*sigh* I’m a bit loaded at the moment (plus tired and cranky). My two cents don’t mean a whole helluva lot in this state. Apologies.

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    1. You are thinking of Mass Effect.

      Thing is, J.Lewis did a few prior adventures that I’ve given a pass and they were alright and used a dungeon/village format, which is a bit closer or more bounded so it might be easier to conceive of as a video game. I haven’t seen him try a mini-campaign before so its a big step, and maybe 5e players don’t mind it as much. I can see this working as a Numenera game maybe?

      There’s another example with the Palace in the centre, where it’s described in an abstract fashion and it FEELS static, there is no consideration of maybe trying to climb in via a window or whatever. It feels like a wasted opportunity, and it doesn’t have too.

      You’ve been cranky this month, aye. Splurge on some takeaway, take a day off, go to church, hang out with the kids, anything you need to get back on your feet. I still have Comes Chaos and if its any good I might consider integrating it into the B2 game I will start running on Sunday.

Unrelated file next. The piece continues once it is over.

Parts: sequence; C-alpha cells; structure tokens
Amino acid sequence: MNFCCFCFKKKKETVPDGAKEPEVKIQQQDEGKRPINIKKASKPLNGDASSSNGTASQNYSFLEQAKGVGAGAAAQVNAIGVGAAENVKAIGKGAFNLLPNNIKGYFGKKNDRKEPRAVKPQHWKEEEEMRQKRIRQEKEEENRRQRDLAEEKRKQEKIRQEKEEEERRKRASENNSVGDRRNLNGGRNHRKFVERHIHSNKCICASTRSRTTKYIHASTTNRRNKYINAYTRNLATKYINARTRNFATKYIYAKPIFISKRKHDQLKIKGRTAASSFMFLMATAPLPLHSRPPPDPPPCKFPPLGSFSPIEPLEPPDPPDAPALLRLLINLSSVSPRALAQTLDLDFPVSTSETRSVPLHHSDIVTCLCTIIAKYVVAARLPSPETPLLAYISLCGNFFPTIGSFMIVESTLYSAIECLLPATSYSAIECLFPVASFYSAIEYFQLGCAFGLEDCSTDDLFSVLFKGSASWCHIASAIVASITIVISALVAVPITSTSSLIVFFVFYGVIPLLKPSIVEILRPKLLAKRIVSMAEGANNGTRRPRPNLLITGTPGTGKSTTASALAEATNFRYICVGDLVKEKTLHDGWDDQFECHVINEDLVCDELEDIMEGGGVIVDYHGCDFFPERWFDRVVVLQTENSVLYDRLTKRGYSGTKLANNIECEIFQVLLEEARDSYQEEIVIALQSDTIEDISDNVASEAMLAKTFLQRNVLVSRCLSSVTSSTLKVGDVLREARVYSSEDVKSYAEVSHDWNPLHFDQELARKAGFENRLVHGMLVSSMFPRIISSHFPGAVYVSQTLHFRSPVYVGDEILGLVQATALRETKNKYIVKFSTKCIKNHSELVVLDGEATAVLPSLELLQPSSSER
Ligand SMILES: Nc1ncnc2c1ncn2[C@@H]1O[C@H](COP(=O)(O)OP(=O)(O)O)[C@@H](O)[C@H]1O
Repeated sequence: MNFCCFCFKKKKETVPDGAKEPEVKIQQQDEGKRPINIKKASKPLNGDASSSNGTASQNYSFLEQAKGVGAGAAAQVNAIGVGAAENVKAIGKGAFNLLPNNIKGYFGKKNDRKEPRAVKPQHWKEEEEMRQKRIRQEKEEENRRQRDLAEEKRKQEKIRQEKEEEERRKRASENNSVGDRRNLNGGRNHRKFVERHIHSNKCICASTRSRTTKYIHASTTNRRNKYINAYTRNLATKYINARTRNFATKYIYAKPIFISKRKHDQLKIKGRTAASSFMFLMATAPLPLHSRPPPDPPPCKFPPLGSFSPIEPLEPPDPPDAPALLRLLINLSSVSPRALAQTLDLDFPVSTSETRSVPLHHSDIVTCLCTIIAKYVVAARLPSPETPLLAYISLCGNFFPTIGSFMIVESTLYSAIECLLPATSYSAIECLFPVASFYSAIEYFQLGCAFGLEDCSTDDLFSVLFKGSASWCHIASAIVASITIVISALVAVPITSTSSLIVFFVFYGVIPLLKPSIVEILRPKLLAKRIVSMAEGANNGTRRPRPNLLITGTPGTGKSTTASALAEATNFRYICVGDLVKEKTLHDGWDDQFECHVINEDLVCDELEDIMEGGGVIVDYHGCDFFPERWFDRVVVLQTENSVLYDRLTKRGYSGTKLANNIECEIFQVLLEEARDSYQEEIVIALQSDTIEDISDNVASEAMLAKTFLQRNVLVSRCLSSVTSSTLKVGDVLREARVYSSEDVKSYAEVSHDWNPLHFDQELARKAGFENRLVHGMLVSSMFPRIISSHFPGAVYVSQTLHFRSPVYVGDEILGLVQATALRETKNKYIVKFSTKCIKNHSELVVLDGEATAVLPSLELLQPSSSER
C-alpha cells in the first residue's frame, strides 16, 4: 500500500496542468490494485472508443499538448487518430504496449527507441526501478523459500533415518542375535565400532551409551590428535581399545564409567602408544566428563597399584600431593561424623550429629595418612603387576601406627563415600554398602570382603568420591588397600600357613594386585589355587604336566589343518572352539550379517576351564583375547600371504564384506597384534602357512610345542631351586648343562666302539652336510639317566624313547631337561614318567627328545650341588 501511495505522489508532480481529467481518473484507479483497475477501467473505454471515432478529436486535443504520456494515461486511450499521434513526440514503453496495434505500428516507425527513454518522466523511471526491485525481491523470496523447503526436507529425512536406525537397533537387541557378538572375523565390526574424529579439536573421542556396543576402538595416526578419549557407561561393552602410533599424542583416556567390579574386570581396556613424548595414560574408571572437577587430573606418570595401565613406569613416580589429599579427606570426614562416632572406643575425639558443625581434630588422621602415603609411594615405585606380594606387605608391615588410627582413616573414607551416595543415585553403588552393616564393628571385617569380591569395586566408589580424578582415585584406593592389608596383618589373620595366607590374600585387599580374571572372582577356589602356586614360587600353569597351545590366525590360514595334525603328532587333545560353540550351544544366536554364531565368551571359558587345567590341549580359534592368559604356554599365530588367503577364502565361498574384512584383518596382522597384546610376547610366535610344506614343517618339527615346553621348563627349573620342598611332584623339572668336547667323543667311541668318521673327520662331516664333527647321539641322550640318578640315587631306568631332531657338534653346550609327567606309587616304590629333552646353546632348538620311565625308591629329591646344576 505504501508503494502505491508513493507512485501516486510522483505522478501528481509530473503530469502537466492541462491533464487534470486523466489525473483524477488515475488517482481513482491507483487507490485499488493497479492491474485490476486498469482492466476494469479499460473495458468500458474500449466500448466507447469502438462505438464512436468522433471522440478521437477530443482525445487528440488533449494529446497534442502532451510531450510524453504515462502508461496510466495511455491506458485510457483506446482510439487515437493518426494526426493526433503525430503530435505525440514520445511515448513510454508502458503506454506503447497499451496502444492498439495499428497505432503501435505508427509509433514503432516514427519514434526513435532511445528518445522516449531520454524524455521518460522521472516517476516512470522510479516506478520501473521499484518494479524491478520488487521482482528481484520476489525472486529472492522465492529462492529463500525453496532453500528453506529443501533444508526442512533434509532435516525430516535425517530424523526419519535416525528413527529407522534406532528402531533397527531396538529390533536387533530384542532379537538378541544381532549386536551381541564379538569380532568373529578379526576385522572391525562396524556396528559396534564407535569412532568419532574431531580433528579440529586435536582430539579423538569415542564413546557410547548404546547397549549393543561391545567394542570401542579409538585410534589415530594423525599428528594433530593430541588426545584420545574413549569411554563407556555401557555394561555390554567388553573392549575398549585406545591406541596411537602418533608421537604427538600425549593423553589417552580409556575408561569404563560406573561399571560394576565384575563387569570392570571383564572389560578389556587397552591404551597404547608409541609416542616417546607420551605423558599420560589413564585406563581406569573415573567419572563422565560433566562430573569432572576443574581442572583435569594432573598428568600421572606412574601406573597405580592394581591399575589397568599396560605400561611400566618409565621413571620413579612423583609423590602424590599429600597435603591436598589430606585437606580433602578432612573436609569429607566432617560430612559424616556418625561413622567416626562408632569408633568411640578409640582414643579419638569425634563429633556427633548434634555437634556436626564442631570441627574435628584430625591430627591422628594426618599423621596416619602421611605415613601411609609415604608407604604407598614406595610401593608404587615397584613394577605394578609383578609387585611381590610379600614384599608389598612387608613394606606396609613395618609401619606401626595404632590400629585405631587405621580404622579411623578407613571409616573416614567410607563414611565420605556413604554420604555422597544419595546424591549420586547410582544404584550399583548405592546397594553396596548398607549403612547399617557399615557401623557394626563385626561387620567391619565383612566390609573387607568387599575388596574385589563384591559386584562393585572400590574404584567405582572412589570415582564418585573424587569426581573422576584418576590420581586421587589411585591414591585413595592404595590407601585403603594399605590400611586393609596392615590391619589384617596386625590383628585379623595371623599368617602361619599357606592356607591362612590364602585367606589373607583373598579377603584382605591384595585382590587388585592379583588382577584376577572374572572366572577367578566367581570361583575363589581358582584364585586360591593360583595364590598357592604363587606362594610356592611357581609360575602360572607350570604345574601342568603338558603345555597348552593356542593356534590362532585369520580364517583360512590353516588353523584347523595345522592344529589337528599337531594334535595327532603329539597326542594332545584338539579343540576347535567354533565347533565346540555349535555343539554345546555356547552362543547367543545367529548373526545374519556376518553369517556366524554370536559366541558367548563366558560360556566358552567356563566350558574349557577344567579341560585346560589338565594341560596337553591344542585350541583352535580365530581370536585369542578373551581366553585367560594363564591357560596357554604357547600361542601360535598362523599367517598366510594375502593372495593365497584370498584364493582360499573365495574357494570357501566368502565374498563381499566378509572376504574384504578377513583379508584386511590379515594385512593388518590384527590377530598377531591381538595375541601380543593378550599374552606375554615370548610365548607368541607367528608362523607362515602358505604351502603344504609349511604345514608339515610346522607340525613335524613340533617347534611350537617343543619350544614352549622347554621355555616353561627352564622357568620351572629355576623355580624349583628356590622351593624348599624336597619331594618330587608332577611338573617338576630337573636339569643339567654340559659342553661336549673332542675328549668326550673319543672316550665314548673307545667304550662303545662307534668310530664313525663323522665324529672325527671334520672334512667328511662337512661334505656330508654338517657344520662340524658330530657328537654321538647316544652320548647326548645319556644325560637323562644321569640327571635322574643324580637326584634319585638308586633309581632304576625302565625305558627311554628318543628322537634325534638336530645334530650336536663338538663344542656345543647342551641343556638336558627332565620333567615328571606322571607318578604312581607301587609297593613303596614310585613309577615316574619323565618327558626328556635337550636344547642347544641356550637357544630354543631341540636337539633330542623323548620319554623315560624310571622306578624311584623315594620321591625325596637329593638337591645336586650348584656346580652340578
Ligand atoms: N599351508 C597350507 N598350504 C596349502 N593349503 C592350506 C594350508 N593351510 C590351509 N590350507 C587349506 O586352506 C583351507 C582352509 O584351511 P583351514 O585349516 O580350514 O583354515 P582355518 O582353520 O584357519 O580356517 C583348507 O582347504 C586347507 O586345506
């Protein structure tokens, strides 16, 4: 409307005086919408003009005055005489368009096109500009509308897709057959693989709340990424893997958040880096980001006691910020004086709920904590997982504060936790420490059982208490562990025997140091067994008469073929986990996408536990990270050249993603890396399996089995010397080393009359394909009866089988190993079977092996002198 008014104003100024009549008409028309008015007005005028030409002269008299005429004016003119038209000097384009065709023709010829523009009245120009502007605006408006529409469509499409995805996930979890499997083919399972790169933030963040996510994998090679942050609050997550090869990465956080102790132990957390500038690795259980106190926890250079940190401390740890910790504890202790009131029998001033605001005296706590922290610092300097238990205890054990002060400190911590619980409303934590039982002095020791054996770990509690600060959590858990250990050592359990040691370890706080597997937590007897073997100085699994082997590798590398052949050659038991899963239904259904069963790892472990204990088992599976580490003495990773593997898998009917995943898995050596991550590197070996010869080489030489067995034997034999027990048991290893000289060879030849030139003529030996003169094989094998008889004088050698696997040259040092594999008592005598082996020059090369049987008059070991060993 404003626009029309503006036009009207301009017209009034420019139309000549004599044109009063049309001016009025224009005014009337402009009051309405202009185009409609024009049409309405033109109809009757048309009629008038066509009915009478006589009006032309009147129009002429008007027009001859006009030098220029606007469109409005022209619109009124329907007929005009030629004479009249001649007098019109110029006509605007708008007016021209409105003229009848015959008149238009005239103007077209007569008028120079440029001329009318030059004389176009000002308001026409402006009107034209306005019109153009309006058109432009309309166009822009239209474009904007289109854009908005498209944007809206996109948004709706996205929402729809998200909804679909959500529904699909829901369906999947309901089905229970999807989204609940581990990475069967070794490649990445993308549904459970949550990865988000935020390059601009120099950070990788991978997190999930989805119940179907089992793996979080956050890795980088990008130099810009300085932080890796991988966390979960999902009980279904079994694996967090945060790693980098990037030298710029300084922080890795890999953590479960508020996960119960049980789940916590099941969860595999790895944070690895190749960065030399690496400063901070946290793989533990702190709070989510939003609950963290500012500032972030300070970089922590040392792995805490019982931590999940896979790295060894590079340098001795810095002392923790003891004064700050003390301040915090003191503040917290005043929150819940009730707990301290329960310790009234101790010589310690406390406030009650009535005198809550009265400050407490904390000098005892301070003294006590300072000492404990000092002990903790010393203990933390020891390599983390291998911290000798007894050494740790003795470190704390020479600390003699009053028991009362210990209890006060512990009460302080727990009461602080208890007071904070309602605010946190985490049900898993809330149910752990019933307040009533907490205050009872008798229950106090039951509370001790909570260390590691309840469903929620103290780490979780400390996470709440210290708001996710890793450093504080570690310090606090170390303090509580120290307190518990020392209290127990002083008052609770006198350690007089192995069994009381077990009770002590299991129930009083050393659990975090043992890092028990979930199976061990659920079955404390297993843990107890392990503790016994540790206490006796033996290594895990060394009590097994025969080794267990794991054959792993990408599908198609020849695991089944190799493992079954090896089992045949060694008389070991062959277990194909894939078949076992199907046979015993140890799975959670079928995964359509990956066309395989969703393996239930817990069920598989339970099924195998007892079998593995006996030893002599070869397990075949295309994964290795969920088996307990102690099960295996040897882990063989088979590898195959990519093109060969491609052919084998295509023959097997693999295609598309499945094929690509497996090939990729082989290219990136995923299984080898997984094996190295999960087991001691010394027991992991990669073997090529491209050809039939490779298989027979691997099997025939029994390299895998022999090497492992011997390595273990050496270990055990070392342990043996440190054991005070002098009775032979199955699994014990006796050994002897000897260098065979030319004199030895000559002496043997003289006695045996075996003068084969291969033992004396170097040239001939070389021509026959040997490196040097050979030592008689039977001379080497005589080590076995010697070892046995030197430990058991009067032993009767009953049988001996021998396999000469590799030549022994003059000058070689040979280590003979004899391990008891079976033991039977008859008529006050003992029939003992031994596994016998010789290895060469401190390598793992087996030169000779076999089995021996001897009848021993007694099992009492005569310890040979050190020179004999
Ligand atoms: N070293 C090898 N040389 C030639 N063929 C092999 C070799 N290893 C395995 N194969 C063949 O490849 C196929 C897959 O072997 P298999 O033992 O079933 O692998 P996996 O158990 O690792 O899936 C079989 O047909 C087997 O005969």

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      1. Yes. It was Mass Effect I was thinking of. Had to play it multiple times in order to have sex with everyone.
        ; )

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    2. For what it’s worth, you’ve described my position very accurately, at least in terms of D&D. I only experienced AD&D as the mechanism for single player CRPGs (Baldur’s Gate, Icewind Dale, Planescape Torment eventually) and my sense of what works on the tabletop is defined much more by storygames (Fighting Fantasy with its hokey fantasy film feel, then Call of Cthulhu and the World of Darkness with their literary sensibilities – well, up to a point, Vampire in particular is more of a cinematic experience, but whatever).